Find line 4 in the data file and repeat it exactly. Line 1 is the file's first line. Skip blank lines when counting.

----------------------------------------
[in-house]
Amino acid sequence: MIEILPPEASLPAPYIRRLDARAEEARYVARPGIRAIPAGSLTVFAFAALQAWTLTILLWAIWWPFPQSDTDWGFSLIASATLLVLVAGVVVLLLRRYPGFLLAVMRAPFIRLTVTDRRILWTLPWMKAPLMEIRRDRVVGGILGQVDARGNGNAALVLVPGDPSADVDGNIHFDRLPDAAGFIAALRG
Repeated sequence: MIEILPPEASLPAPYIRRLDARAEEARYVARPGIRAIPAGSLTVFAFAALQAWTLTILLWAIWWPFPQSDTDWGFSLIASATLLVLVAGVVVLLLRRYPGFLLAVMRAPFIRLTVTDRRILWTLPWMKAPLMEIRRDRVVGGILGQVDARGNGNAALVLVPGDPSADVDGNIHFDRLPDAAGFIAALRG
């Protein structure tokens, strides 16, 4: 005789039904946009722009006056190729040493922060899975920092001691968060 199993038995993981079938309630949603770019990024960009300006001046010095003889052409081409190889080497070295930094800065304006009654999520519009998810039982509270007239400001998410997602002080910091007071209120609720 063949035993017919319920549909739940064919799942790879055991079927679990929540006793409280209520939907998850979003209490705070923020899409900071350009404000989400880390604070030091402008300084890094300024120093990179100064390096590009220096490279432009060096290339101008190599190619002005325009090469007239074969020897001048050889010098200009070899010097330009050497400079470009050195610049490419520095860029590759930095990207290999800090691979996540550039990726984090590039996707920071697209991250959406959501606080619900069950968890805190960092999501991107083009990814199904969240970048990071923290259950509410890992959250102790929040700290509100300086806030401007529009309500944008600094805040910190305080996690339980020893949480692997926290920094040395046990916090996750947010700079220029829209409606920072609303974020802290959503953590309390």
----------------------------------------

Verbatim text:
């Protein structure tokens, strides 16, 4: 005789039904946009722009006056190729040493922060899975920092001691968060 199993038995993981079938309630949603770019990024960009300006001046010095003889052409081409190889080497070295930094800065304006009654999520519009998810039982509270007239400001998410997602002080910091007071209120609720 063949035993017919319920549909739940064919799942790879055991079927679990929540006793409280209520939907998850979003209490705070923020899409900071350009404000989400880390604070030091402008300084890094300024120093990179100064390096590009220096490279432009060096290339101008190599190619002005325009090469007239074969020897001048050889010098200009070899010097330009050497400079470009050195610049490419520095860029590759930095990207290999800090691979996540550039990726984090590039996707920071697209991250959406959501606080619900069950968890805190960092999501991107083009990814199904969240970048990071923290259950509410890992959250102790929040700290509100300086806030401007529009309500944008600094805040910190305080996690339980020893949480692997926290920094040395046990916090996750947010700079220029829209409606920072609303974020802290959503953590309390």